Someone in one of our local support groups shared this article about resilience with me recently. It applies to those coping with a neurological diagnosis.
The article addresses the four “simple skills” of super-resilient people:
* No matter what, choose to be a survivor.
* View every single setback as an opportunity.
* Go ahead and dote on yourself a bit.
* Don’t go it alone.
How to Bounce Back from Anything
Resilience can be learned: Here are the secrets of people who hang tough in hard times.
by Jancee Dunn
Healthy Living Magazine
Why is it that some people can rebound from a difficult event, but others never quite seem to get their mojo back? While it’s true that resilience comes more easily to some of us, the good news is that anybody can learn to be more emotionally hardy. Super-resilient people, it turns out, do a few specific things right — and these are simple skills we can all pick up.
Secret No. 1
No Matter What, Choose to be a Survivor
When we face bad news, it’s hard not to jump to extreme conclusions. (“I’ll never work again!” “It’s definitely a tumor!”) But resilient people steer clear of this kind of catastrophic thinking, which ups stress levels, blocks purposeful action, and leads to a downward spiral. Instead, do what Nora Ephron recommended: “Be the heroine of your life, not the victim.” You can’t always control what happens to you — but you can control your attitude and actions.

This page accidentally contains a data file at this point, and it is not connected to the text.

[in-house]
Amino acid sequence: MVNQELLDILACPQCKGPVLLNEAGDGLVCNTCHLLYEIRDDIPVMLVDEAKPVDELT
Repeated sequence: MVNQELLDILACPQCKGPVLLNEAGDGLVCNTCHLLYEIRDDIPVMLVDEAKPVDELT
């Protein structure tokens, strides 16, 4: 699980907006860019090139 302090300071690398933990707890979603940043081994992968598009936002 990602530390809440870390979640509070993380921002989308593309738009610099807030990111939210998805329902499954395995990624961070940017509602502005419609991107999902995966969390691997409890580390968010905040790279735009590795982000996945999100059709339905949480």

Secret No. 2
View Every Single Setback as an Opportunity
The most resilient people realize that a setback such as a layoff, health scare, or conflict at home can be a challenge and a chance to grow, notes New York psychotherapist Jeffery R. Rubin, PhD, author of “The Art of Flourishing.” “Success is often an obstacle to learning,” he says. “When everything is going well, we continue to do what worked, so we don’t learn much. But a crisis can lead to a breakthrough.”
Secret No. 3
Go Ahead and Dote on Yourself a Bit
Physical health is a pillar of resilience. Before and during a crisis, it’s essential to have healthy habits like getting enough sleep, eating well, exercising, and avoiding mood changers like alcohol and other vices. Beyond that, yoga may be especially beneficial. In a 2012 study from Harvard Medical School, students who practiced yoga for 10 weeks were better able to calm themselves when upset compared with those who did a standard gym regimen. “Yoga promotes self-regulation, which is the ability to step back from a situation and not be reactive,” says Jessica J. Noggle, PhD, one of the researchers.
Secret No. 4
Don’t Go It Alone
Research has shown that socially isolated people have a more difficult time recovering from life’s challenges. “The more you hide your problem, the more power it has over you,” explains Bobbi Emel, a psychotherapist in Palo Alto, California. “Being around other people reminds you of who you are; they reflect that you’re still that same person.” That interconnection gives us strength to handle challenges by helping us develop a sense of belonging and purpose — which, when it comes to handling tough stuff, may be the most important component of all.